AI expertise ‘an asset’ in fight against mobility restrictions

Universities also warned that lack of diversity in AI is leading to missed opportunities to solve important problems

September 12, 2019
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Artificial intelligence experts have highlighted that a lack of diversity in the field is stifling progress in many developing countries, but claimed that universities can leverage their power in the discipline to push back against policy restrictions on the movement of scientists.

Moustapha Cissé, head of the Google AI Centre in Accra, Ghana, said that conversations around AI and diversity tended to focus on the “biases that algorithms may have”, but this was not the most damaging result of a lack of different perspectives in the field.

“The most important damage we’re seeing here is the lost opportunities to solve important problems that would have been solved if we had involved more people with different perspectives,” Dr Cissé told the Times Higher Education World Academic Summit at ETH Zurich.

Speaking during a panel discussion on the impact of AI and reversing brain drain, Dr Cissé cited autonomous vehicles as an example of an area where a lot of work was being done but that would have a relatively small impact.

“How many countries would you look at and consider that self-driving cars are a thing or will be a thing in the next 50 years?” he asked. “It’s very important in North America, it might be important in some countries in Europe; and because there is a concentration of talent in Silicon Valley in the US and trucks are important...they end up building self-driving cars.

“But in other parts of the world there are really important challenges that deserve similar attention, if not more, that are lost opportunities, because people haven’t acquired the right skills to tackle their own problems...How do we make sure that the outcomes of the great research that is done is available to everyone?”

Dr Cissé also told the conference that he did not believe brain drain exists in science, claiming that such a notion “assumes that brains belong to somewhere geographically” and that the “knowledge economy is a zero-sum game”.

“I think scientists should be where they are most impactful to the whole of humankind. When scientists have produced great work that has lasting impact on humanity, over time we forget where they are from,” he said.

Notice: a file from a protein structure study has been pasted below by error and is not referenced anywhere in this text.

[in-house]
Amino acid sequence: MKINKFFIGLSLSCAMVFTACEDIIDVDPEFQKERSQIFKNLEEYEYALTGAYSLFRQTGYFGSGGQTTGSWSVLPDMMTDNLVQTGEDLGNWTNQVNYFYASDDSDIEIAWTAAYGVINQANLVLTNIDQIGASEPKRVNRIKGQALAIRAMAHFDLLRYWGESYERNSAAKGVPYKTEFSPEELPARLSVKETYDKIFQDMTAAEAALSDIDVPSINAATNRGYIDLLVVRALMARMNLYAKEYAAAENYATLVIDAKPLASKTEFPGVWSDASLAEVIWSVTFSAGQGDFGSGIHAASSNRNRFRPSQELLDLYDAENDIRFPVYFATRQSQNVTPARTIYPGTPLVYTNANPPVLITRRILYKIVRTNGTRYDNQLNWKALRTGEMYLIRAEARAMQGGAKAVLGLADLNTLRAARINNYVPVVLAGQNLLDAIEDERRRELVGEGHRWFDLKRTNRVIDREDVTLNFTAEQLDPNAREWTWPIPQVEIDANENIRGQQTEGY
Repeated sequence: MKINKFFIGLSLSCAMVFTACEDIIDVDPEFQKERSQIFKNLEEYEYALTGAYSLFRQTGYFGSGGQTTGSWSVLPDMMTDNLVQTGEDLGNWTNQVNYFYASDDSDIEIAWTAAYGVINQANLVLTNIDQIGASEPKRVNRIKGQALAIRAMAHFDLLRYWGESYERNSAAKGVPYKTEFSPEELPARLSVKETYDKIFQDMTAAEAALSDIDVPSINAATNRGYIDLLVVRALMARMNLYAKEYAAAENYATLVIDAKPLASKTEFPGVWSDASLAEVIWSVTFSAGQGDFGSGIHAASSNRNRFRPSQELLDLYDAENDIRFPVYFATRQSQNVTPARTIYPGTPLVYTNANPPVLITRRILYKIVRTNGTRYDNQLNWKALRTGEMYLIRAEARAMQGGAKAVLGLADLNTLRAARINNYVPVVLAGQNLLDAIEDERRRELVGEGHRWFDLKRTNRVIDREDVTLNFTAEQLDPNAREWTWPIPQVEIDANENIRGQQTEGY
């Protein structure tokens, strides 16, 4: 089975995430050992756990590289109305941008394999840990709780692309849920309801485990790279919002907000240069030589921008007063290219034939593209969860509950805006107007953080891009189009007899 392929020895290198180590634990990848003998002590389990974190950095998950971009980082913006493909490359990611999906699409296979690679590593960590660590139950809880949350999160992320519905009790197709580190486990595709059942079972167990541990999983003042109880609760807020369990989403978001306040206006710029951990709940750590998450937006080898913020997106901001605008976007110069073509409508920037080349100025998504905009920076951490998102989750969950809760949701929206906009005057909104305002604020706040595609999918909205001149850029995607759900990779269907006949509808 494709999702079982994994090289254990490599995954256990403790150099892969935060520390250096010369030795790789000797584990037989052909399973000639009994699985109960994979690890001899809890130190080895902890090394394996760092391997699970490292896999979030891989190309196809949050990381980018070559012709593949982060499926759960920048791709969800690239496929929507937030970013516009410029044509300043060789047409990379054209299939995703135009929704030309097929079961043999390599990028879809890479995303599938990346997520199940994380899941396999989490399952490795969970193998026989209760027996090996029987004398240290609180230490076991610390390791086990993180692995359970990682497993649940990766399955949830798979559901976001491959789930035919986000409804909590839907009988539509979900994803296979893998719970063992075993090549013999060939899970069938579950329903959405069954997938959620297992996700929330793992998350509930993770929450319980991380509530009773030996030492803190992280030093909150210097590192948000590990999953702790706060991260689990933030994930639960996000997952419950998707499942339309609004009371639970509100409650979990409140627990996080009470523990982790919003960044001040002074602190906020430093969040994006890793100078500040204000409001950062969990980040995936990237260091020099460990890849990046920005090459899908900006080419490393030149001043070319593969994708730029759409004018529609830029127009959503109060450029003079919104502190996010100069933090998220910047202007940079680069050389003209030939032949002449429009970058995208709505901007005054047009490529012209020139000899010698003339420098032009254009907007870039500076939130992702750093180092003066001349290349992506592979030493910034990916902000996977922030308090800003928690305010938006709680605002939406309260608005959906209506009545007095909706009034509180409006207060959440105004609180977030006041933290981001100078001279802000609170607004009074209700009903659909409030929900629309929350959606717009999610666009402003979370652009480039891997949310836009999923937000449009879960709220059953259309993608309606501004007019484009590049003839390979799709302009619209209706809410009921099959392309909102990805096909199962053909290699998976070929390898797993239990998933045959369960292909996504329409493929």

Sophie-Charlotte Fischer, a PhD candidate at the Center for Security Studies at ETH Zurich, agreed that AI talent should ideally not be too concentrated in certain countries or regions of the world.

“AI can have immense benefits but it will also have challenges and it’s very important that we don’t foster inequalities through the distribution of these types of resources in different countries and different regions,” she said.

Ms Fischer added that the majority of AI researchers in the US were foreign, mostly from China, and she was particularly worried that “we’ll see more barriers being put up for these talents to move around and to move to different areas” as a result of the current hostility between the two nations.

However, she said that Europe could use this opportunity to “stay strong and stay open to people coming from all parts of the world to work on AI”. It was also “quite positive” that a lot of research in the area of AI has been published in open source format, which helped to prevent a concentration of talent, she added.

Ms Fischer also suggested that the increasing importance of AI could give universities leverage to push back against policy proposals that attempt to restrict the movement of scientists.

“What universities have to realise is, especially when we look at AI, they have an increasingly important asset and important resources that are of great interest to governments. What universities can and should do is to really use this power and push back against certain policy proposals that would change, for example, the freedom of researchers to move from one place to another, to restrict the number of researchers from a certain country,” she said.

ellie.bothwell@timeshighereducation.com

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